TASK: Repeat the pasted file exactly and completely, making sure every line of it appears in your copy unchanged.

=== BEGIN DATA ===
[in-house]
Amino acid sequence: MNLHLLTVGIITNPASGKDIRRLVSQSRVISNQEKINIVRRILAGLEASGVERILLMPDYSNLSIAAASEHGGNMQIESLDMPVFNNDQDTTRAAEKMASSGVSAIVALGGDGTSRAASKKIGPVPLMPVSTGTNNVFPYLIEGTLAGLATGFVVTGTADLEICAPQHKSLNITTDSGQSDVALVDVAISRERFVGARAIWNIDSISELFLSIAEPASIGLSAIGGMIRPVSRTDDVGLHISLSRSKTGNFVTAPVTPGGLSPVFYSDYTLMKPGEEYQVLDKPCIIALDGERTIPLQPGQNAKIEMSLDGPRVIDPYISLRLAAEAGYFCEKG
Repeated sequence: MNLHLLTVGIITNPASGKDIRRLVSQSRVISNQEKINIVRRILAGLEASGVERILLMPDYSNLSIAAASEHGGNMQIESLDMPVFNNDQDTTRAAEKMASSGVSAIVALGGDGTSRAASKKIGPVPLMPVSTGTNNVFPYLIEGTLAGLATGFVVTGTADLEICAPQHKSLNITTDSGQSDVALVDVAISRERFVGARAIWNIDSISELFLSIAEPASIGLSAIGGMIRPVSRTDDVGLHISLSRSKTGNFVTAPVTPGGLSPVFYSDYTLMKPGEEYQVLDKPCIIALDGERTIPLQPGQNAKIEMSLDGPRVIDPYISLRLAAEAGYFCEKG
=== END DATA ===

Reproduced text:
[in-house]
Amino acid sequence: MNLHLLTVGIITNPASGKDIRRLVSQSRVISNQEKINIVRRILAGLEASGVERILLMPDYSNLSIAAASEHGGNMQIESLDMPVFNNDQDTTRAAEKMASSGVSAIVALGGDGTSRAASKKIGPVPLMPVSTGTNNVFPYLIEGTLAGLATGFVVTGTADLEICAPQHKSLNITTDSGQSDVALVDVAISRERFVGARAIWNIDSISELFLSIAEPASIGLSAIGGMIRPVSRTDDVGLHISLSRSKTGNFVTAPVTPGGLSPVFYSDYTLMKPGEEYQVLDKPCIIALDGERTIPLQPGQNAKIEMSLDGPRVIDPYISLRLAAEAGYFCEKG
Repeated sequence: MNLHLLTVGIITNPASGKDIRRLVSQSRVISNQEKINIVRRILAGLEASGVERILLMPDYSNLSIAAASEHGGNMQIESLDMPVFNNDQDTTRAAEKMASSGVSAIVALGGDGTSRAASKKIGPVPLMPVSTGTNNVFPYLIEGTLAGLATGFVVTGTADLEICAPQHKSLNITTDSGQSDVALVDVAISRERFVGARAIWNIDSISELFLSIAEPASIGLSAIGGMIRPVSRTDDVGLHISLSRSKTGNFVTAPVTPGGLSPVFYSDYTLMKPGEEYQVLDKPCIIALDGERTIPLQPGQNAKIEMSLDGPRVIDPYISLRLAAEAGYFCEKG